response followed Caudill Seed's tabbing system. For
example, Tab 1 includes the fourteen excerpts from Dan
Caudill's January 21, 2014 deposition transcript that
have been filed in various places in the record under seal.
Court conducted a review of these two hundred thirty-seven
documents in camera. In the interest of using the
Court's finite resources efficiently, the Court will not
discuss each individual document Caudill Seed seeks to
maintain under seal. After a review of these documents in
camera, the Court finds that Caudill Seed has shown a
compelling reason for maintaining the seal on these two
hundred thirty-seven documents pending trial. The Court bases
this finding on six considerations.
a decision on sealing is separate from a decision on the
merits. Rudd, 834 F.3d at 593. The Court has already
ruled that Caudill Seed had demonstrated a genuine issue of
material fact on its misappropriation of trade secret claims
sufficient for those claims to proceed to trial. (DN 145,
#9428 - 29 (“We conclude that genuine issues of
material fact exist with respect to whether the information
so identified constitutes trade secrets, whether Jarrow
Formulas made unauthorized use of Caudill's trade
secrets, and whether Caudill Seed was injured thereby. A jury
should decide these fact-based issues.”).) A jury will
decide whether Caudill Seed has proven its alleged trade
secrets. Caudill Seed need not prove its alleged trade
secrets to justify sealing these documents at this point.
Caudill Seed has convincingly argued-and the Court has seen
firsthand in an in camera review-that these
documents contain commercially information that, if made
available for its competitors to view, would put Caudill Seed
at a disadvantage in the marketplace. The Court should not
allow its docket to be used as a source “of business
information that might harm a litigant's competitive
standing.” Nixon, 435 U.S. at 598.
the court of appeals has said that “the greater the
public interest in the litigation's subject matter, the
greater the showing necessary to overcome the presumption of
access.” Shane Grp., 825 F.3d at 305. The
inverse is true, too. The lesser the public interest in the
litigation's subject matter, the lesser the showing
necessary to overcome the presumption of access. Although the
Court rejects Caudill Seed's argument that there is
no public interest in this lawsuit, see
infra Part I(A)(3), the public's interest in this
litigation is less than it would be in a case involving
constitutional rights, among other things.
although the number of sealed documents in this matter will
remain quite large, the parties agreed to unseal even more
documents than the number Caudill Seed seeks to maintain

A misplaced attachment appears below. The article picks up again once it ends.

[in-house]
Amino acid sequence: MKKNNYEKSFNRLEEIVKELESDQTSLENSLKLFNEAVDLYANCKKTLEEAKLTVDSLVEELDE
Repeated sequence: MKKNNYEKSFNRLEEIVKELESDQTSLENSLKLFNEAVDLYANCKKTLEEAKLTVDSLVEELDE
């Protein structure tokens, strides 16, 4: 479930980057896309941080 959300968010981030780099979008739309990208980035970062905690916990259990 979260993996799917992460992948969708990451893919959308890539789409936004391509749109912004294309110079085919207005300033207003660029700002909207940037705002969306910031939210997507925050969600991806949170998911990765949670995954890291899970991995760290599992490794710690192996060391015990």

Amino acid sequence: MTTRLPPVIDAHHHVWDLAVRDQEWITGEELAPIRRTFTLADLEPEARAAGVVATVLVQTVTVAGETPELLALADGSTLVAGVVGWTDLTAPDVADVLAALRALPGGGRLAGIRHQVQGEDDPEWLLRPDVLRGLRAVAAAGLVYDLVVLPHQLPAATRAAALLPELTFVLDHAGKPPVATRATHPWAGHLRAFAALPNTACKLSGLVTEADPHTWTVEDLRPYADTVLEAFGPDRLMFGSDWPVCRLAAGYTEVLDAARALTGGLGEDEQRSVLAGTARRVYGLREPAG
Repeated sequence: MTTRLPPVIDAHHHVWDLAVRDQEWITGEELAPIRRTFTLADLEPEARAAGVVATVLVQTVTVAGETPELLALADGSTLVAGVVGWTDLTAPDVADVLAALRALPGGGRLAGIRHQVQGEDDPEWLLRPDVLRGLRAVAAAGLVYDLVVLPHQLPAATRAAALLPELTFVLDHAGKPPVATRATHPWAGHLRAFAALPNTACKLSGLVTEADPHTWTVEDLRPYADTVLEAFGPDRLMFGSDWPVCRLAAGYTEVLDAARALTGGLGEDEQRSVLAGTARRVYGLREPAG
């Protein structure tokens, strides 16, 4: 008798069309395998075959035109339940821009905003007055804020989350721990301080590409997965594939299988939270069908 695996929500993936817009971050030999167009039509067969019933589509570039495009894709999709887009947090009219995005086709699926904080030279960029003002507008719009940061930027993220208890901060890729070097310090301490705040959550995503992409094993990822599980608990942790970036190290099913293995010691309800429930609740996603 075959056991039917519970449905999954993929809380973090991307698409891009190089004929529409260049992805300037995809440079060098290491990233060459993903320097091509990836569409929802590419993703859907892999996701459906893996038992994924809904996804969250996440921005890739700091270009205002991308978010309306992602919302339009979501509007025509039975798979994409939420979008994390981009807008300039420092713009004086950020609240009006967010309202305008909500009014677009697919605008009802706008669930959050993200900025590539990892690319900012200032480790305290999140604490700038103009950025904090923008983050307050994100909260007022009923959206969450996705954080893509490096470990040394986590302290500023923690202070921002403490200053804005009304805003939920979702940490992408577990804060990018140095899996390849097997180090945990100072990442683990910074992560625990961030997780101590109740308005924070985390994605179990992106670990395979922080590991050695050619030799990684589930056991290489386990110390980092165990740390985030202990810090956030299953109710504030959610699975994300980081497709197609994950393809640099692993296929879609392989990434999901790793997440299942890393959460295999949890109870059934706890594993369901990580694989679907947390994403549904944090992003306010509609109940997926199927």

under seal. Their joint efforts to agree to the unsealing of
over three hundred documents have gone a long way in
expanding the public's access to the docket in this
Jarrow Formulas only objected to the sealing of these
documents after the Court's sua sponte order.
Now, Jarrow Formulas would have the Court engage in a
mini-trial as to each of the two hundred thirty-seven
documents currently under seal. Such an endeavor would serve
only to delay this nearly four-year-old case further and
would not be an efficient use of the Court's time. Both
parties relied on the agreed protective order in filing these
two hundred thirty-seven documents under seal. Reliance on a
sealing order is a factor the Court must consider in deciding
whether a document should be sealed. Rudd, 834 F.3d
maintaining the seal on these documents until trial simply
maintains the status quo. Maintaining the status quo as the
parties prepare for trial serves the interests of efficiency
and judicial economy. See Fed. R. Civ. P. 1.
being said, the Court will address whether one document in
particular should be sealed. Caudill Seed moves to seal DN
66-1. (DN 207, #13204 at n.12.) Caudill Seed says that Jarrow
Formulas inadvertently filed that document in the record
unsealed and that it should have been filed under seal.
(Id.) Jarrow Formulas filed that document unsealed
on June 16, 2014. It sat on the Court's docket unsealed
for over two and a half years before Caudill Seed noticed
that it had not been sealed. See Rudd, 834 F.3d at
596 (“The complaint then sat unsealed on the district
court's docket for two weeks before the seal was entered,
and Rudd has not alleged it suffered any harm during this
period.”). Caudill Seed has not alleged that the public
availability of that document for two and a half years caused
it any harm. The Court will deny Caudill Seed's motion to
seal DN 66-1.
Court will grant in part and deny in part Caudill Seed's
motion to maintain the seal on the ...